Haiti struggles with a notoriously acute housing shortage. In the aftermath of the 2010 earthquake, nearly 300,000 houses were damaged or destroyed, adding to the backlog of nearly 700,000 units already required to meet the housing needs of the country. Since 2010, only roughly 37,000 of these houses have been repaired and less than 20% of them are viewed as long-term or sustainable measures. In a country with 58.5% of the population living on less than $2 per day and where 25% of households lack access to decent housing, the need for affordable housing solutions in Haiti is especially urgent.
Patrick Brun is the owner of Chabuma, a local developer who recently finished building the country’s first affordable housing developments in Port au Prince. Chabuma’s Villa Flora and Village La Fontaine developments stand as a model for what is possible in Haiti when affordable housing meets sustainability. Each home offers a safe, clean and green space for families to escape the poverty trap and invest in their future. In a country where land titles are rare and houses are often purchased on the informal market, Chabuma’s developments offer a unique opportunity for low and middle-income households to gain security of tenure.
To fund the developments, Mr. Brun received support from Haiti HOME, a USAID funded program implemented by World Council of Credit Unions (WOCCU) in partnership with the Affordable Housing Institute (AHI). Because Haiti suffers from severe environmental degradation, Chabuma and the Haiti HOME team decided that, in addition to being affordable, their new housing projects needed to also be sustainable. Resource-efficient housing projects promise opportunities to realize sustainable development goals, which are an integral component to WOCCU and AHI’s commitment to sustainable solutions. By meeting high standards of energy and water efficiency, Chabuma’s green and affordable homes will lead to long-term savings for households and contribute to Haiti’s sustainable development.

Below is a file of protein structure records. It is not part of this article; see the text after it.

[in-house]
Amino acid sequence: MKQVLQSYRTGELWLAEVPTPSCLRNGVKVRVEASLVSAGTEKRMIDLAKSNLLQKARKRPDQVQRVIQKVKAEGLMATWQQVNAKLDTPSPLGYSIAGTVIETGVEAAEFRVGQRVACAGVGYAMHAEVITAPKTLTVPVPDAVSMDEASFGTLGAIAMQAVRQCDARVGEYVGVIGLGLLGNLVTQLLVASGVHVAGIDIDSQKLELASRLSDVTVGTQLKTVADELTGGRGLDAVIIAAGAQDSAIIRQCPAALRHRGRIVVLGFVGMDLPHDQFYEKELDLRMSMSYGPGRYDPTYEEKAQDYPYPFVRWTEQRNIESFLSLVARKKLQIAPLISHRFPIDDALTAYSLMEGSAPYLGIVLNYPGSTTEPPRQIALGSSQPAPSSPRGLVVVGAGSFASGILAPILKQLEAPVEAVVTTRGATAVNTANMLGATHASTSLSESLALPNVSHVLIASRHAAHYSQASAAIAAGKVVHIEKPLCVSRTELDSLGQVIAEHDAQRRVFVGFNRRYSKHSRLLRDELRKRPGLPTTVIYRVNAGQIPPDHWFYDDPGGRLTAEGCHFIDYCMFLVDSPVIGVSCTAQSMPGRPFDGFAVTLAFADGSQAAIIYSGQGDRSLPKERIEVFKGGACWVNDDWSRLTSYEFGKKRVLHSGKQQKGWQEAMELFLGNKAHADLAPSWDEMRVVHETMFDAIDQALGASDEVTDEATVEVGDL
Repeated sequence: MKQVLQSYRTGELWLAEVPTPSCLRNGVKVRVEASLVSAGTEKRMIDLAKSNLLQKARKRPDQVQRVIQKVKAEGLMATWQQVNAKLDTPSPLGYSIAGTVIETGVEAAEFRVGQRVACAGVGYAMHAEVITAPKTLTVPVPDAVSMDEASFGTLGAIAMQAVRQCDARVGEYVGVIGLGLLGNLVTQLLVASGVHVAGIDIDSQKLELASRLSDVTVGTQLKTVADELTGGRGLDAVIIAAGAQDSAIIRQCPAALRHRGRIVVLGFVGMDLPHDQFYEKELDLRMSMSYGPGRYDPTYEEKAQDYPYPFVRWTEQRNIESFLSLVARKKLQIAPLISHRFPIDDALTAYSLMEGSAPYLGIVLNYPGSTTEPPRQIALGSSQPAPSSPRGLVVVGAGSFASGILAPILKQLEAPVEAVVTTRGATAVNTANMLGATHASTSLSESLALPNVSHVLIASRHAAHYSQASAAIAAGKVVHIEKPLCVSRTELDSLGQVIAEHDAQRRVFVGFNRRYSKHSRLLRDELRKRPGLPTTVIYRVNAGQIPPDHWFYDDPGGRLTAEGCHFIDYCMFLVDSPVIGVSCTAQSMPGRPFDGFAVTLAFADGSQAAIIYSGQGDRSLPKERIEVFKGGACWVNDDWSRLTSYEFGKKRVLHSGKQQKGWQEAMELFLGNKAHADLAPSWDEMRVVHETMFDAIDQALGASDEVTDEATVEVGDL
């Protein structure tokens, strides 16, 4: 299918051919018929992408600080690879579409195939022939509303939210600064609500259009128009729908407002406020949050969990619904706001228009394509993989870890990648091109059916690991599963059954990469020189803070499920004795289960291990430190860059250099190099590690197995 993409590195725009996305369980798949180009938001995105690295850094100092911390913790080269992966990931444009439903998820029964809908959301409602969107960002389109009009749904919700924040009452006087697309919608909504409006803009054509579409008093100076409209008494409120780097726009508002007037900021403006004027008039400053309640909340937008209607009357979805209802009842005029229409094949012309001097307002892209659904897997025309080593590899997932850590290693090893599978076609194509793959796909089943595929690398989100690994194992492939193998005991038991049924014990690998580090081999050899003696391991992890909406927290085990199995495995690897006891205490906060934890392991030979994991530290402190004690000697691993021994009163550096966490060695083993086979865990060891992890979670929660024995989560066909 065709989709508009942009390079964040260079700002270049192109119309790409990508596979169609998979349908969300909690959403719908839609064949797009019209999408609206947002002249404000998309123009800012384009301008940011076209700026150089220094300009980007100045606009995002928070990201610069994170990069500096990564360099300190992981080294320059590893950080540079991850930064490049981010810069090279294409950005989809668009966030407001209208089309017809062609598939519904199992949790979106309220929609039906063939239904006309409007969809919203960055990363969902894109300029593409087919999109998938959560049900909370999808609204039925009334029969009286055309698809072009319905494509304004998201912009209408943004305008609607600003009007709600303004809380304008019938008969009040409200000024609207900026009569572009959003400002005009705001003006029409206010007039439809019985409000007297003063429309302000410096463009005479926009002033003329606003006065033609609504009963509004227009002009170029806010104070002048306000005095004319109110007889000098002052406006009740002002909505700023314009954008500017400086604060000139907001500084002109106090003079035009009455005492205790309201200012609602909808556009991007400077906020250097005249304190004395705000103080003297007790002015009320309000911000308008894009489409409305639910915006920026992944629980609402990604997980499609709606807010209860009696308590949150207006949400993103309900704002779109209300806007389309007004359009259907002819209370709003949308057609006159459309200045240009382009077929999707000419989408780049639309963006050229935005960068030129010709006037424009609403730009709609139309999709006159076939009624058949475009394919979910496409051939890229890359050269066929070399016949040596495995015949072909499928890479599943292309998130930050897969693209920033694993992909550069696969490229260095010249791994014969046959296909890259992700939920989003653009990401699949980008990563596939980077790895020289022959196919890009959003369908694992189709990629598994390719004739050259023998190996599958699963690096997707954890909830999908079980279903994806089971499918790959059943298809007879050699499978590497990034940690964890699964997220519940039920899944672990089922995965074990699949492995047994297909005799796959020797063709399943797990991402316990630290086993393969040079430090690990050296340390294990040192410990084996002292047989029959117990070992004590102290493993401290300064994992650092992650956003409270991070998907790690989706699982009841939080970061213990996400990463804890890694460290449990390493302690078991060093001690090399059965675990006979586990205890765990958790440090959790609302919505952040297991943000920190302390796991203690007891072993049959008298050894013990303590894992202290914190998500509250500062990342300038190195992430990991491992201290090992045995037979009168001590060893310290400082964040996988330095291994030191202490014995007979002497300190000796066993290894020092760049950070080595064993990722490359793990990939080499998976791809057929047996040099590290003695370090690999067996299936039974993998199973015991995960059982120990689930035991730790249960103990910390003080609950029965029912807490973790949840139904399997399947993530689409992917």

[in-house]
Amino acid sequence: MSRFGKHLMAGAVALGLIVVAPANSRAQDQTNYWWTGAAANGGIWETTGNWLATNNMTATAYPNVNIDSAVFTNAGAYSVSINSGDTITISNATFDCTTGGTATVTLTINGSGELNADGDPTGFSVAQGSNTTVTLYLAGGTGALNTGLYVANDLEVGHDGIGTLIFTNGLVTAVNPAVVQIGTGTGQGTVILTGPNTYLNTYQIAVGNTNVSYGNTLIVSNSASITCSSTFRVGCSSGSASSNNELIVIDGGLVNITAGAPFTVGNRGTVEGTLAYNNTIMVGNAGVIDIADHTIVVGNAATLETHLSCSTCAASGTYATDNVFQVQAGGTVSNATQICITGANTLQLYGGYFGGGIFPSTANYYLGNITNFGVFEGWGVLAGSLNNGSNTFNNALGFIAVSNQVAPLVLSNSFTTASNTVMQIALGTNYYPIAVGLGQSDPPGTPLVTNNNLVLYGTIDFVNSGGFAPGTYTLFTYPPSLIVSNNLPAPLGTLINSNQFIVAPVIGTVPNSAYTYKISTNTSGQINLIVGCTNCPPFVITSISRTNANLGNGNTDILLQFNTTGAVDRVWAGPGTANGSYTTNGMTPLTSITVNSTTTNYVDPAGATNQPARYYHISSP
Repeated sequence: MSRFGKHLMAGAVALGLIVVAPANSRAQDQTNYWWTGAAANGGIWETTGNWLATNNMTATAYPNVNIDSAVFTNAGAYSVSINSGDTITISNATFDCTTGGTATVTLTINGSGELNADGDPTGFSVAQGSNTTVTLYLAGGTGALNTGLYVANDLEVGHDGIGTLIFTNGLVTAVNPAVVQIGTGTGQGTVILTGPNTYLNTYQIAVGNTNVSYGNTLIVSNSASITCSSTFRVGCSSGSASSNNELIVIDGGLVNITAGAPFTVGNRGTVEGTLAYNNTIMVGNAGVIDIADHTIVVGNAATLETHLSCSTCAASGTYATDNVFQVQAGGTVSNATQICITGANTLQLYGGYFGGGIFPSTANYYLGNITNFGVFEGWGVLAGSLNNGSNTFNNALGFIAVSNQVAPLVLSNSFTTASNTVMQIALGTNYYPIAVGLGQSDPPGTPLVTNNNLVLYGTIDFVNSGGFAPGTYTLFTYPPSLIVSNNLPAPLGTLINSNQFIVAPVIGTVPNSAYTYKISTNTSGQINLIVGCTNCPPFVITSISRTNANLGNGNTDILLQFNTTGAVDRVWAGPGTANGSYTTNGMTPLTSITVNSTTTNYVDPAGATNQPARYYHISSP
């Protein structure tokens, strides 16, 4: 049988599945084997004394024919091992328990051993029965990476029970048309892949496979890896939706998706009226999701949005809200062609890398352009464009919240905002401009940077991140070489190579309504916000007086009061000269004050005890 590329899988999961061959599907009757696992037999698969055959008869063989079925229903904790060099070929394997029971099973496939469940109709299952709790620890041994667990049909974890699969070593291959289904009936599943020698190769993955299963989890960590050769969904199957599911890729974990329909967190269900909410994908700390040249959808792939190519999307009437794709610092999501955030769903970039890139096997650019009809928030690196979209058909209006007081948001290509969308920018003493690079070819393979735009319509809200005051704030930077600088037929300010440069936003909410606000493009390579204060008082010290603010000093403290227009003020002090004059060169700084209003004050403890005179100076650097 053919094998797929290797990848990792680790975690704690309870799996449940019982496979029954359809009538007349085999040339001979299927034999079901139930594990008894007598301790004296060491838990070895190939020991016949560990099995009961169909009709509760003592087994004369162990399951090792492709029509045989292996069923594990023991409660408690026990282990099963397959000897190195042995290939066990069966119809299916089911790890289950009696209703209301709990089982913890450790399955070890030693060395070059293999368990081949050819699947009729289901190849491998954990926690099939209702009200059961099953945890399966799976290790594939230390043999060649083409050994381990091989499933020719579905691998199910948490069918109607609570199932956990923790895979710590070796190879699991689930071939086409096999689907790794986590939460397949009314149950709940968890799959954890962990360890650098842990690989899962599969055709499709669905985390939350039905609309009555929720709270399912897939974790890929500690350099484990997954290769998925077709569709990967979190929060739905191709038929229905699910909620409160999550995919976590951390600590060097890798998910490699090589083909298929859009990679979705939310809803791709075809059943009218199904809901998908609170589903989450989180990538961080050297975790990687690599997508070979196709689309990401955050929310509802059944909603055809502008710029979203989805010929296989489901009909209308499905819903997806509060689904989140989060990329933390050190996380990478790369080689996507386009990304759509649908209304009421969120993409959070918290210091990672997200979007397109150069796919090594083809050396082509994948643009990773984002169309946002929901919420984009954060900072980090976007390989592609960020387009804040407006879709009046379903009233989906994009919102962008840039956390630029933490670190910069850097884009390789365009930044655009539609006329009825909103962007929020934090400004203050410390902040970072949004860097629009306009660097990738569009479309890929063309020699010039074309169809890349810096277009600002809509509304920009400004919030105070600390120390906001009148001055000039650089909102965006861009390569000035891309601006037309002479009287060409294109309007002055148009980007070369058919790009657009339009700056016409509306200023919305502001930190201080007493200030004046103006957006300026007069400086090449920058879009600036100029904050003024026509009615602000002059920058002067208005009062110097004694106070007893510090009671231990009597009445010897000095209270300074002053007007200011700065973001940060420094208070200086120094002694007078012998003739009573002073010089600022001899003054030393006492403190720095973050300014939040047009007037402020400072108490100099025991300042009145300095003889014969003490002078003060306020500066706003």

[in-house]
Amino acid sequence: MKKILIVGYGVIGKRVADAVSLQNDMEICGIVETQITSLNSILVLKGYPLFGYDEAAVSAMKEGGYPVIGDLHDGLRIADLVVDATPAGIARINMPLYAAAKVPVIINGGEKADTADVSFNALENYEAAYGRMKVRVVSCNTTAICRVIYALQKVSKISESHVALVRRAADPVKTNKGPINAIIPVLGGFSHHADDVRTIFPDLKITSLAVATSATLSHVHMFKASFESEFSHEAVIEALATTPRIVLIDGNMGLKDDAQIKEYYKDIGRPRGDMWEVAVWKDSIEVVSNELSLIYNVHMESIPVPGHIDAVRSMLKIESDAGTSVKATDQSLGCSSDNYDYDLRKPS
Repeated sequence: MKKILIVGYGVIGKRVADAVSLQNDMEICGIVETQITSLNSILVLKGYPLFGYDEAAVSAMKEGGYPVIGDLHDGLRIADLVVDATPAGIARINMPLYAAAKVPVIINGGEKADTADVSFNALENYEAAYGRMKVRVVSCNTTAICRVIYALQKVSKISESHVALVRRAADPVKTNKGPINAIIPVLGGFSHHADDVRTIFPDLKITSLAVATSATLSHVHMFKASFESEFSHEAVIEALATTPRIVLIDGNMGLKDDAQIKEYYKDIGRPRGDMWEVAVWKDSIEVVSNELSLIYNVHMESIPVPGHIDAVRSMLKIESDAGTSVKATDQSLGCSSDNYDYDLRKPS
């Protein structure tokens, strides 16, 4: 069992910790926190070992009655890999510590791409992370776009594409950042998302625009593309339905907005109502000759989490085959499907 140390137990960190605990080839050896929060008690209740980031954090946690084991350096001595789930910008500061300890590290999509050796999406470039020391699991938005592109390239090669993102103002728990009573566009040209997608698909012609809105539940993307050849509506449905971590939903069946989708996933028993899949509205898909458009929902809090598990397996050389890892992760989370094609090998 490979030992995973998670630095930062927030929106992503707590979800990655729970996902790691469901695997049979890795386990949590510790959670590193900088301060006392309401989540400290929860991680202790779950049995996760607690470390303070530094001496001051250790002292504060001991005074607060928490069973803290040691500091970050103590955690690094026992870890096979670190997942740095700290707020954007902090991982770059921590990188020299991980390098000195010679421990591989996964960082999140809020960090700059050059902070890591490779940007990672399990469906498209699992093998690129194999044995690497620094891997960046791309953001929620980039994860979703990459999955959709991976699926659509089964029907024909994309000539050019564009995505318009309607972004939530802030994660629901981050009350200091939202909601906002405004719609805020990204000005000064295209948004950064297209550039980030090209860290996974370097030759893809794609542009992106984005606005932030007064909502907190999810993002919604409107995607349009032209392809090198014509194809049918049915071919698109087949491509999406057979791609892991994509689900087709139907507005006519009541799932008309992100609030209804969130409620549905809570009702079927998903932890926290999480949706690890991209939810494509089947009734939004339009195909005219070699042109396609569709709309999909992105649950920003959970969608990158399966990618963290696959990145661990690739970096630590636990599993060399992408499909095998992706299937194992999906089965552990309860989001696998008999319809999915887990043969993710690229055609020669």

To ensure that housing developments meet high environmental standards—and in the absence of any local regulatory standards to follow—Haiti HOME collaborated with International Finance Corporation (IFC) to enable partner developers’ projects to become EDGE certified. In 2018, Chabuma’s Villa Flora and Village La Fontaine developments were awarded EDGE certification by GBCI. Under this partnership, Haiti HOME offers technical assistance on EDGE standards and provides environmental sustainability incentives to developers to cover the incremental costs of achieving the green building benchmark.
“Incentives offered by the HOME Program are intended to bring about additionality effects; in other words, our incentives encourage developers to go beyond what would have normally been achieved and generate better outcomes. This is a clear example of how we have been able to mobilize major innovations in building practices in Haiti,” says Claude Clodomir, WOCCU, Director of Haiti HOME.
Chabuma’s first project, Villa Flora, is aimed for the Haitian middle class and offers a variety of single-family units and apartments in the heart of Port au Prince. This project achieved a predicted savings of 47% energy, 23% water and 54% embodied energy in materials savings. By including solar panels, low-flow faucets and reflective paint, the development easily exceeded EDGE’s requirements.
Residents of Villa Flora appreciate the proximity to the busy city center, while also enjoying the peace and tranquility that the lush grounds have to offer. Because of Port au Prince’s high density and land prices, well-located affordable housing is a rare opportunity.
Village La Fontaine
Chabuma’s second project, Village La Fontaine, is aimed at lower-income families and is located on the outskirts of Port au Prince. Mortgages at the development have been financed via a local credit union, enabling households outside of the formal banking sector to buy homes. La Fontaine has achieved a predicted savings of 42% for energy, 49% for water and 45% for embodied energy in materials. Located between large mango trees, the homes at Village La Fontaine cost less than USD $20,000, and utilize solar panels and a rainwater collection system to meet all of the household’s needs. The houses easily met EDGE standards while remaining affordable.
La Fontaine is truly unique. For the first time, low-income households have access to safe, green and resilient housing to claim as their own.
At Villa Flora and Village La Fontaine, Chabuma has created a new market standard and new developers have since followed suit. The perception that affordable housing in Haiti is too risky has now been shattered. Thanks to EDGE certification, Chabuma and the HOME team were able to achieve what no one else in Haiti could before: prove that housing can be both affordable and green!
Olivia Caldwell is a Principal at the Affordable Housing Institute (AHI), where she is currently leading projects across Sub-Saharan Africa, Haiti and the South Pacific. Olivia has a decade of experience in housing finance, housing public-private partnerships, post-disaster reconstruction and sustainable construction.